Making his case before the media like a lawyer in court, Mardirossian cited California Penal Code section 835a, which “requires that an officer must warn that deadly force may be used before deadly force is used. That was never done,” before Hernandez was shot, said Mardirossian. He agreed that police needed to respond to Hernandez that night but noted that the two shots fired by him before police arrived went into the air and into the lawn. “They had probable cause to arrest him but not to shoot him and kill him,” Mardirossian said. Neighbors who witnessed the event have long expressed shock that Hernandez was shot to death at the scene rather than being arrested by police.
Mardirossian called on California’s Attorney General or the F.B.I. to investigate the case, maintaining that the O.C.D.A.’s office could not be sufficiently objective about investigating police involved killings in the County, and said that “far too many young Latino men are being killed, and no one is being charged.”
Fullerton resident, Erika Cervantes, a criminal justice legal fellow at the Disability Rights Legal Center, followed Mardirossian at the microphone. She said that the community was angry and in pain over how the D.A.’s office had handled the case, and that the Coalition would not allow the office to push a “false narrative” about the killing.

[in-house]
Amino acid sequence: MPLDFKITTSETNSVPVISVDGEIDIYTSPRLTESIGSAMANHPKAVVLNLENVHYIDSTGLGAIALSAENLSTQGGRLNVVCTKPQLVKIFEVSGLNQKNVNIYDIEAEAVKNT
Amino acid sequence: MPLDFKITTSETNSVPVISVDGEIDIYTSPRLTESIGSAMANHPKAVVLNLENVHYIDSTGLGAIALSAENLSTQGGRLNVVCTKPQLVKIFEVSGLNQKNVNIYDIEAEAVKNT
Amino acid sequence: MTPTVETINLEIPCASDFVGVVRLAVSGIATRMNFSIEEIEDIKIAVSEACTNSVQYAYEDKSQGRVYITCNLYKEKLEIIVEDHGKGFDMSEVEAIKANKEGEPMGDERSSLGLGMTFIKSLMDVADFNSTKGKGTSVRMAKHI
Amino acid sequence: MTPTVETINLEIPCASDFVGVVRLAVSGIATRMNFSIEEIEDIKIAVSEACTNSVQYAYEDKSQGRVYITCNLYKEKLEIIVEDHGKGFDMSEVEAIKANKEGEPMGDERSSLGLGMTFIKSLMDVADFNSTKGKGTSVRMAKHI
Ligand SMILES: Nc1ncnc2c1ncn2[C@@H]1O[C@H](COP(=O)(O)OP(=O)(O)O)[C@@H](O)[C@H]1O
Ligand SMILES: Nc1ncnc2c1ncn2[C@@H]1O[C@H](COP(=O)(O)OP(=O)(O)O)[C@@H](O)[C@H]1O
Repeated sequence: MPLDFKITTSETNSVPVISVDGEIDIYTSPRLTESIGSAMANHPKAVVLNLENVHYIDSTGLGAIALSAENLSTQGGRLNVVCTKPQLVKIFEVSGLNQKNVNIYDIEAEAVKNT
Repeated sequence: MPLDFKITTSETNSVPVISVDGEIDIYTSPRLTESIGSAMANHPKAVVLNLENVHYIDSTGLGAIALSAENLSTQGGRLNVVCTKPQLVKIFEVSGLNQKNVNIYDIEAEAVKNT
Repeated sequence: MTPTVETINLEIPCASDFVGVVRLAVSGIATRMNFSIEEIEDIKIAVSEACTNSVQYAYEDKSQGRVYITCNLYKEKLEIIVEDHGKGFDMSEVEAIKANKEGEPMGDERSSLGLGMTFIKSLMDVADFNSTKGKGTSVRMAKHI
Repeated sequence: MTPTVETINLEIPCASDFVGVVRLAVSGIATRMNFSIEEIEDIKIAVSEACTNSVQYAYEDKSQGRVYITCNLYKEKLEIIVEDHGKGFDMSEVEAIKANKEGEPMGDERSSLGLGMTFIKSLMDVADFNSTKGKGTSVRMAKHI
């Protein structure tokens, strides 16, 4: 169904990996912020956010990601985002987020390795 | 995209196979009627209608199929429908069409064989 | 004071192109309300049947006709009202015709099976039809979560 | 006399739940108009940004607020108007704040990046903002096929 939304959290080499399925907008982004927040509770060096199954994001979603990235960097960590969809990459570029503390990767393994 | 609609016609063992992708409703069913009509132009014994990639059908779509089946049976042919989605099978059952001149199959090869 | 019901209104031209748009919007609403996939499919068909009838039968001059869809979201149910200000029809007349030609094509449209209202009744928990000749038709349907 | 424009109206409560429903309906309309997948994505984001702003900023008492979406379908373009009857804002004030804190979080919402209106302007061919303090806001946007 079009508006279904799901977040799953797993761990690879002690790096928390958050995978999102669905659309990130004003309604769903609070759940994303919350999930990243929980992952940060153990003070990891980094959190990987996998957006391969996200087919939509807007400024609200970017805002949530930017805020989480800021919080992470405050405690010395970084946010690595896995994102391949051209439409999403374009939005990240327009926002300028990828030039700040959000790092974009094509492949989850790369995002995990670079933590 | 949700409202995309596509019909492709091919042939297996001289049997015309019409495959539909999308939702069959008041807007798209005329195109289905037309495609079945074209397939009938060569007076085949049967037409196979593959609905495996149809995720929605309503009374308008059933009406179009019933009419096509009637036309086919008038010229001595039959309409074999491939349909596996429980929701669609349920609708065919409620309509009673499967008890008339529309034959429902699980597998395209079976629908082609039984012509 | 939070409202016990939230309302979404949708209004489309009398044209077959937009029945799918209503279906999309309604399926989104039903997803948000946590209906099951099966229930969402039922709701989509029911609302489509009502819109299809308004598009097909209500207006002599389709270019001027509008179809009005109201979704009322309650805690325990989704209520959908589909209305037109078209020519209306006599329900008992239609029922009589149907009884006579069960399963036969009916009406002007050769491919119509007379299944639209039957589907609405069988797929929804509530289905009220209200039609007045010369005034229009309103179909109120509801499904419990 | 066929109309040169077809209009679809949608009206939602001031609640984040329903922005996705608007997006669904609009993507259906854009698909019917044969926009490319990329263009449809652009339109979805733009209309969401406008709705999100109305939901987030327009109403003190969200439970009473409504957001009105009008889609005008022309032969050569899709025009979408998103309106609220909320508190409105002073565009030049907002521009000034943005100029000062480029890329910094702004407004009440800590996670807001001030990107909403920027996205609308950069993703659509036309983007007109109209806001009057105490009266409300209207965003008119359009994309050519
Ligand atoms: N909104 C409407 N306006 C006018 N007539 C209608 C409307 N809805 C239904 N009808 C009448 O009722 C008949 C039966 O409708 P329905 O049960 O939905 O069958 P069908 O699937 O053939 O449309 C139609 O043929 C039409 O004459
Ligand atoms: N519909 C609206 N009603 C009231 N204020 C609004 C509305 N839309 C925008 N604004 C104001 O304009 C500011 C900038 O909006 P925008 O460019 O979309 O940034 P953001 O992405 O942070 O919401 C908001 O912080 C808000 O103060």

Farther Dennis Kriz of nearby St. Benizi Catholic Church also spoke, apologizing for not becoming involved in the case earlier. He said that he believed the initial press after the shooting, but said that later that he realized “unfortunately we’re at a point where it’s very hard to trust initial police reports anymore.” He called it a “big problem” when the public’s first reaction to any police report is “My God, is this true?”
The Fullerton Police Department has declined to comment on the case citing its own ongoing investigations.